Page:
Denso, Ericsson, Intel, NTT Docomo, and Toyota have formed the Automotive Edge Computing consortium, a new association dedicated to building an ecosystem for connected car data.
Bringing millions of cars online will require a major overhaul of road infrastructure, alongside new networking standards and data centers to send, receive, and store data.
The consortium wants to be the one to provide this infrastructure, creating new architecture to support the expected 10 exabytes (1 billion gigabytes) of data per month from connected cars.
Ericsson and NTT Docomo are both major networking firms, eager to outline standards, best practices, and architecture plans. Intel recently acquired Mobileye for $15.3 billion, so it has an important part to play in the development of connected and autonomous vehicles.
The addition of Toyota and Denso – an auto parts manufacturer that’s the largest shareholder is Toyota – makes the consortium Japanese oriented. Japan will most likely be one of the first to adopt national standards for autonomous tech, with the government hoping to have self-driving taxis available in Tokyo before the 2020 Summer Olympics.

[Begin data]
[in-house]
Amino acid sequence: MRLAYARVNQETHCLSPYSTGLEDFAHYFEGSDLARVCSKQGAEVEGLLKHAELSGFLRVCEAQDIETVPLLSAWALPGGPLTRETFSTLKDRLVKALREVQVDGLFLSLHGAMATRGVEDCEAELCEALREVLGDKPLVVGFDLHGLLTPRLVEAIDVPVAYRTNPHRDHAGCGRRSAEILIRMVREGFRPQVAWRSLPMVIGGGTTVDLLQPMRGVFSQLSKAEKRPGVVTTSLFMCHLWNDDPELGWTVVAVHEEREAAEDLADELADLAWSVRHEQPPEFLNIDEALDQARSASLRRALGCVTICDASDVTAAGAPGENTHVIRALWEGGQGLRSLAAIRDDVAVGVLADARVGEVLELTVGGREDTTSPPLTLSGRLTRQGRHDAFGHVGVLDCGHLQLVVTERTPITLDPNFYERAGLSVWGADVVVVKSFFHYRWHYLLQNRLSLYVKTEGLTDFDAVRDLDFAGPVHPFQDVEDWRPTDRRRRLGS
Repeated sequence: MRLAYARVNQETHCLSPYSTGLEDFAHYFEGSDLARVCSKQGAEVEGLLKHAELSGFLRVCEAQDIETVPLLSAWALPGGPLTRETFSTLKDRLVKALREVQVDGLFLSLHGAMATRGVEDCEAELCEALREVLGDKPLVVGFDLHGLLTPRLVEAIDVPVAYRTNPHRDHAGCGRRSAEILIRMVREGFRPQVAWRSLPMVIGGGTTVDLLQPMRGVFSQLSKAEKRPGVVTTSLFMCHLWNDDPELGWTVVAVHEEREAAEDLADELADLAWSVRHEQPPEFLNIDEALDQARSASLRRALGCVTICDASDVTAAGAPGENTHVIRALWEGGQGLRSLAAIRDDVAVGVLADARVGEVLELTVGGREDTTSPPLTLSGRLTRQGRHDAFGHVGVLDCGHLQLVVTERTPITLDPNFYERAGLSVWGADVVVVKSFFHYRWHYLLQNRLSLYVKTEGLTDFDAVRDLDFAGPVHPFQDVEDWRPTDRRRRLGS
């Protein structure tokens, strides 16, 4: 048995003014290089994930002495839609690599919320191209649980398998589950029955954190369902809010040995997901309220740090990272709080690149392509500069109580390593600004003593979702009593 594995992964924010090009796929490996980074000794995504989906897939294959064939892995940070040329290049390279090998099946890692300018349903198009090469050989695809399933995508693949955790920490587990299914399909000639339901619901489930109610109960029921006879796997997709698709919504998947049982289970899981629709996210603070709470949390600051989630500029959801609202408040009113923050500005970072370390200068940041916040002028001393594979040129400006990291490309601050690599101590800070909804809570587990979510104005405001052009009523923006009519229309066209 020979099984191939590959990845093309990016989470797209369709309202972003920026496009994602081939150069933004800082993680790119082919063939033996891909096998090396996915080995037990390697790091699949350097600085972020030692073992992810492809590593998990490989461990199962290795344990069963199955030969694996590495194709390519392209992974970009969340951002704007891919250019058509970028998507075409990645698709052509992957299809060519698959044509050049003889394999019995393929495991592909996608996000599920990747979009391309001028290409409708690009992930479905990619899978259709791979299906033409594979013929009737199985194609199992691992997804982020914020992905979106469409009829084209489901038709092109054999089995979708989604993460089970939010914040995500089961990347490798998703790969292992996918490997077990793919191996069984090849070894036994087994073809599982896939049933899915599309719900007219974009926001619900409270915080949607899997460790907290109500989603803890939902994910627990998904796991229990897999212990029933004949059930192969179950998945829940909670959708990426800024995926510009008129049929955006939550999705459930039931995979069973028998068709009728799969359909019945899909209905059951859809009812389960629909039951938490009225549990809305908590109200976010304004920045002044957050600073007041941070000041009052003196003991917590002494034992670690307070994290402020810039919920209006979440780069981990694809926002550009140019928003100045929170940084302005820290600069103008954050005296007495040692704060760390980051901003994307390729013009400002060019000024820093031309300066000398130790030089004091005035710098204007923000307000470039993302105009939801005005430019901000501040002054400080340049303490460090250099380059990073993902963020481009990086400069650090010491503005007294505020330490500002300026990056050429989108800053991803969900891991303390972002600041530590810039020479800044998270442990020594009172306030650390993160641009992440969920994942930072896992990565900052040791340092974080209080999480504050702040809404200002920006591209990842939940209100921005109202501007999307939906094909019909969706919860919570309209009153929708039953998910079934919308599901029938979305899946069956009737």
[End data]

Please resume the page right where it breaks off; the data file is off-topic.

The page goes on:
For now, the consortium will look at connected tools, like real-time maps and driver assistance, but clearly, the long-term goal is infrastructure to support the self-driving revolution. The estimated infrastructure cost, in the U.S. at least, is expected to run into the hundreds of billions.
Consortiums of automakers, auto parts manufacturers, and technology companies look to be in season. BMW partnered with Intel, Delphi, and Continental to develop self-driving cars, and the U.K. government is funding a partnership between Oxford University, Telefonica, and Transport for London.